Previous ranking: 12
You want to understand how baseball’s youngest team established itself as a division front-runner after the trade deadline without actually making a trade? Start by looking at what Cleveland’s devastating bullpen has done during August. Collectively, Guardians relievers have posted an MLB-best 1.87 ERA in August. But that hardly describes what has happened at the back of the pen, where Trevor Stephan and James Karinchak have joined elite closer Emmanuel Clase in forming a three-headed, game-closing monster. During August, that trio has combined for seven saves (all Clase), 10 holds, a 0.78 ERA over 34 2/3 innings with 14.02 strikeouts per nine innings, all without recording a single blown save. — Doolittle
Previous ranking: 15
The Orioles currently stand two games behind the Blue Jays for the last wild-card spot, which begs the question of what position the team would be in had it kept Trey Mancini and Jorge Lopez at the trade deadline. After the Orioles recently promoted DL Hall, they called up top prospect Gunnar Henderson on Wednesday as they make a push for the playoffs. Baltimore could also call up top pitching prospect Grayson Rodriguez, who recently started his rehab stint in the minor leagues. Since the start of the second half, Baltimore’s starting pitchers boast a top-10 ERA as a team. — Lee
Previous ranking: 13
Milwaukee is playing better baseball after a series loss to the Dodgers last week, but it could be too little, too late, as St. Louis has opened up a sizable division lead on the Brewers. At least their offense has found a bit of a groove, since October baseball is about home runs a lot of the time. Milwaukee can hit the long ball, as evidenced by nine different players accumulating at least 10 home runs. Eight different players hit at least one just in the past seven days. That production is keeping Milwaukee in the wild-card race. — Rogers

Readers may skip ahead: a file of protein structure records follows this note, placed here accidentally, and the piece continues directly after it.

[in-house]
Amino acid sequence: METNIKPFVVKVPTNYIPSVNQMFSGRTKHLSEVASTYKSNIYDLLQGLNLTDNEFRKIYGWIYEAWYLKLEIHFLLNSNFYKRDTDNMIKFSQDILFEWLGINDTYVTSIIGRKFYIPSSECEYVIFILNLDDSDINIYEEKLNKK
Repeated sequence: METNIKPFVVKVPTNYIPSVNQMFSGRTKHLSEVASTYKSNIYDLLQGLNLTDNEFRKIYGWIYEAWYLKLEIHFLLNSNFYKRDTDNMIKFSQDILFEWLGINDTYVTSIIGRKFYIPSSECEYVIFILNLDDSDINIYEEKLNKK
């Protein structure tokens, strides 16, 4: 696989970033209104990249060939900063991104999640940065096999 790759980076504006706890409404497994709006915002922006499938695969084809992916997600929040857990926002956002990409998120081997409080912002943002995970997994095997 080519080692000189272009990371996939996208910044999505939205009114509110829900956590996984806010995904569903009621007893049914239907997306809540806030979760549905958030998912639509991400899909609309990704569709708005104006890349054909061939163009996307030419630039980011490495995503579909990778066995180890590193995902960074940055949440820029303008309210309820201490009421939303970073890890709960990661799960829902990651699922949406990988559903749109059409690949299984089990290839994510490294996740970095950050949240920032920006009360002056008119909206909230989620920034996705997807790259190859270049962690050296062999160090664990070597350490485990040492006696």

Previous ranking: 14
Catch the biggest names and the best teams in baseball on ESPN all season long.
Sunday, 7 p.m. ET: Padres-Dodgers
A strong homestand has allowed the Twins to hang close to Cleveland in the AL Central race even with Byron Buxton back on the IL, where he has a standing reservation. Buxton played in 92 of Minnesota’s first 128 games, the most contests in which he has appeared since 2017. The Twins have gone two games over .500 in games in which Buxton hasn’t appeared, a solid showing but a pace that won’t do if Buxton’s current hip malady lingers. Minnesota is about to embark on its most challenging road trip of the season, with three games against the fading White Sox and four games against Judge and the Yankees. — Doolittle
Previous ranking: 17
The Giants have gone from a storybook season in 2021 to, well, flat-out bad in 2022. Since June 19, they’re 24-41. Only the rebuilding Pirates and Nationals have a worse winning percentage. During that stretch, their relievers have the seventh-highest ERA in the majors. For the season, their defense is tied for second-worst — with the Phillies! — in outs above average. It’ll be very interesting to see how Farhan Zaidi, Giants president of baseball ops, assesses this roster in the offseason. — Gonzalez
Previous ranking: 18
Boston continues its limp to the finish line, staying pace behind the Orioles to stake claim to last place in the AL East. The Red Sox designated relievers Hirokazu Sawamura and Austin Davis for assignment. Team president Sam Kennedy recently told The Athletic that chief baseball officer Chaim Bloom and manager Alex Cora will return for the 2023 season, but the two have a lot of work cut out for them to turn this ship around. — Lee
Previous ranking: 16